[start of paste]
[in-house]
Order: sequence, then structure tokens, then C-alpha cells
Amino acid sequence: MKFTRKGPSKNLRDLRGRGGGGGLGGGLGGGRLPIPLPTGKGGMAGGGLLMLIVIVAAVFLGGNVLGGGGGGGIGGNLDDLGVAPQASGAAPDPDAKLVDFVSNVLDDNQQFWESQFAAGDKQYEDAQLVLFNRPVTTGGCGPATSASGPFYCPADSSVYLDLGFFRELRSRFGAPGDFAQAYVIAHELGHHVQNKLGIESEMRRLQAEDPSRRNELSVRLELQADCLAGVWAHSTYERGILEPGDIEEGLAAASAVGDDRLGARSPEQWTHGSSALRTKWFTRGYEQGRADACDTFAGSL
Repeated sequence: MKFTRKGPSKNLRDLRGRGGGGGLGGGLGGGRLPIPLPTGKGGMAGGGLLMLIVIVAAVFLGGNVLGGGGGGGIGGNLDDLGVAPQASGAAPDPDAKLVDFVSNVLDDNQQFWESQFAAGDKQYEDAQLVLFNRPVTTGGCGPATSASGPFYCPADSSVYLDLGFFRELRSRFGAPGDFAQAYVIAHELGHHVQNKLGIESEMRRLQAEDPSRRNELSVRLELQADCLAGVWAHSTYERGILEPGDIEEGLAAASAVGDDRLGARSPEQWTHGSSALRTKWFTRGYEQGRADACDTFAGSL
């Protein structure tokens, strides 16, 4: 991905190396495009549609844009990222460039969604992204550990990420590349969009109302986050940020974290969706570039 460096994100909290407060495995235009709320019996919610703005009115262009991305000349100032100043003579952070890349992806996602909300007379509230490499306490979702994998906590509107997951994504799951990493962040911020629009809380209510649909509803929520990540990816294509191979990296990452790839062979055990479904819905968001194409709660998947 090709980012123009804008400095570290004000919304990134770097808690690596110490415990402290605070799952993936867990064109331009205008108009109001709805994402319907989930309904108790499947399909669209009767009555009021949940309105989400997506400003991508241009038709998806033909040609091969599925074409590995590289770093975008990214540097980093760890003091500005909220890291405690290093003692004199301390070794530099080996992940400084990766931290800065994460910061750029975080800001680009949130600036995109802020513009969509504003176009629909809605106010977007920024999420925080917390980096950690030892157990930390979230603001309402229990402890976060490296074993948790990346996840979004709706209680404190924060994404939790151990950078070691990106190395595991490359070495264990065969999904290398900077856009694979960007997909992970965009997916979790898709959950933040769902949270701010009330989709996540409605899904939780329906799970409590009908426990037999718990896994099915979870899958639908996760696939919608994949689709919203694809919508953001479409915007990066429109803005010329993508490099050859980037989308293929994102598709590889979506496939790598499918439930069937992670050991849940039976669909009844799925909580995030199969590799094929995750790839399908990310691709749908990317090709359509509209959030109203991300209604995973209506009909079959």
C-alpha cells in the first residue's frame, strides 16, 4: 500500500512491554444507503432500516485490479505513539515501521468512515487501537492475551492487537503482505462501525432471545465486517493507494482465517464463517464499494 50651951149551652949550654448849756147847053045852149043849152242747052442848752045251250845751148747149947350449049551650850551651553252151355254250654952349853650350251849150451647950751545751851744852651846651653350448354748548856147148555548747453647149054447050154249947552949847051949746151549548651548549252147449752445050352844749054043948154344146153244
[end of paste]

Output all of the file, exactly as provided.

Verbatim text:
[in-house]
Order: sequence, then structure tokens, then C-alpha cells
Amino acid sequence: MKFTRKGPSKNLRDLRGRGGGGGLGGGLGGGRLPIPLPTGKGGMAGGGLLMLIVIVAAVFLGGNVLGGGGGGGIGGNLDDLGVAPQASGAAPDPDAKLVDFVSNVLDDNQQFWESQFAAGDKQYEDAQLVLFNRPVTTGGCGPATSASGPFYCPADSSVYLDLGFFRELRSRFGAPGDFAQAYVIAHELGHHVQNKLGIESEMRRLQAEDPSRRNELSVRLELQADCLAGVWAHSTYERGILEPGDIEEGLAAASAVGDDRLGARSPEQWTHGSSALRTKWFTRGYEQGRADACDTFAGSL
Repeated sequence: MKFTRKGPSKNLRDLRGRGGGGGLGGGLGGGRLPIPLPTGKGGMAGGGLLMLIVIVAAVFLGGNVLGGGGGGGIGGNLDDLGVAPQASGAAPDPDAKLVDFVSNVLDDNQQFWESQFAAGDKQYEDAQLVLFNRPVTTGGCGPATSASGPFYCPADSSVYLDLGFFRELRSRFGAPGDFAQAYVIAHELGHHVQNKLGIESEMRRLQAEDPSRRNELSVRLELQADCLAGVWAHSTYERGILEPGDIEEGLAAASAVGDDRLGARSPEQWTHGSSALRTKWFTRGYEQGRADACDTFAGSL
């Protein structure tokens, strides 16, 4: 991905190396495009549609844009990222460039969604992204550990990420590349969009109302986050940020974290969706570039 460096994100909290407060495995235009709320019996919610703005009115262009991305000349100032100043003579952070890349992806996602909300007379509230490499306490979702994998906590509107997951994504799951990493962040911020629009809380209510649909509803929520990540990816294509191979990296990452790839062979055990479904819905968001194409709660998947 090709980012123009804008400095570290004000919304990134770097808690690596110490415990402290605070799952993936867990064109331009205008108009109001709805994402319907989930309904108790499947399909669209009767009555009021949940309105989400997506400003991508241009038709998806033909040609091969599925074409590995590289770093975008990214540097980093760890003091500005909220890291405690290093003692004199301390070794530099080996992940400084990766931290800065994460910061750029975080800001680009949130600036995109802020513009969509504003176009629909809605106010977007920024999420925080917390980096950690030892157990930390979230603001309402229990402890976060490296074993948790990346996840979004709706209680404190924060994404939790151990950078070691990106190395595991490359070495264990065969999904290398900077856009694979960007997909992970965009997916979790898709959950933040769902949270701010009330989709996540409605899904939780329906799970409590009908426990037999718990896994099915979870899958639908996760696939919608994949689709919203694809919508953001479409915007990066429109803005010329993508490099050859980037989308293929994102598709590889979506496939790598499918439930069937992670050991849940039976669909009844799925909580995030199969590799094929995750790839399908990310691709749908990317090709359509509209959030109203991300209604995973209506009909079959």
C-alpha cells in the first residue's frame, strides 16, 4: 500500500512491554444507503432500516485490479505513539515501521468512515487501537492475551492487537503482505462501525432471545465486517493507494482465517464463517464499494 50651951149551652949550654448849756147847053045852149043849152242747052442848752045251250845751148747149947350449049551650850551651553252151355254250654952349853650350251849150451647950751545751851744852651846651653350448354748548856147148555548747453647149054447050154249947552949847051949746151549548651548549252147449752445050352844749054043948154344146153244